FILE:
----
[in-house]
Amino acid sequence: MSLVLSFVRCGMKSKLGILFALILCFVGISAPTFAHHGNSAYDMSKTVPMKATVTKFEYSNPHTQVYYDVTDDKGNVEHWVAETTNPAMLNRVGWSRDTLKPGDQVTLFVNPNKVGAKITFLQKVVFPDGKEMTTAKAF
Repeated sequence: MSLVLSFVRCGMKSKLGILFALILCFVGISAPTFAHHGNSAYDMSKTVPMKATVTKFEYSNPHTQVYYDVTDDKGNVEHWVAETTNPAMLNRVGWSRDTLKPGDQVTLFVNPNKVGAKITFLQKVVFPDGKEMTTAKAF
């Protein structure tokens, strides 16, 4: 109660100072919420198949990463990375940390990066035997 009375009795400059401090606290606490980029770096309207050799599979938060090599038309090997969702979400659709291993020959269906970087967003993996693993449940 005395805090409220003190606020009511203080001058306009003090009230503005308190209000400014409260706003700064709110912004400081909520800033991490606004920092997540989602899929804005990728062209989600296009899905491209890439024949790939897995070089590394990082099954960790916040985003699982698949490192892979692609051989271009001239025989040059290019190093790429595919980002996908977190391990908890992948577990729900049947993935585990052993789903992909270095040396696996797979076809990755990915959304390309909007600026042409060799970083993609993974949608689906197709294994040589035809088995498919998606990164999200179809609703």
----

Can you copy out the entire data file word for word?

[in-house]
Amino acid sequence: MSLVLSFVRCGMKSKLGILFALILCFVGISAPTFAHHGNSAYDMSKTVPMKATVTKFEYSNPHTQVYYDVTDDKGNVEHWVAETTNPAMLNRVGWSRDTLKPGDQVTLFVNPNKVGAKITFLQKVVFPDGKEMTTAKAF
Repeated sequence: MSLVLSFVRCGMKSKLGILFALILCFVGISAPTFAHHGNSAYDMSKTVPMKATVTKFEYSNPHTQVYYDVTDDKGNVEHWVAETTNPAMLNRVGWSRDTLKPGDQVTLFVNPNKVGAKITFLQKVVFPDGKEMTTAKAF
């Protein structure tokens, strides 16, 4: 109660100072919420198949990463990375940390990066035997 009375009795400059401090606290606490980029770096309207050799599979938060090599038309090997969702979400659709291993020959269906970087967003993996693993449940 005395805090409220003190606020009511203080001058306009003090009230503005308190209000400014409260706003700064709110912004400081909520800033991490606004920092997540989602899929804005990728062209989600296009899905491209890439024949790939897995070089590394990082099954960790916040985003699982698949490192892979692609051989271009001239025989040059290019190093790429595919980002996908977190391990908890992948577990729900049947993935585990052993789903992909270095040396696996797979076809990755990915959304390309909007600026042409060799970083993609993974949608689906197709294994040589035809088995498919998606990164999200179809609703």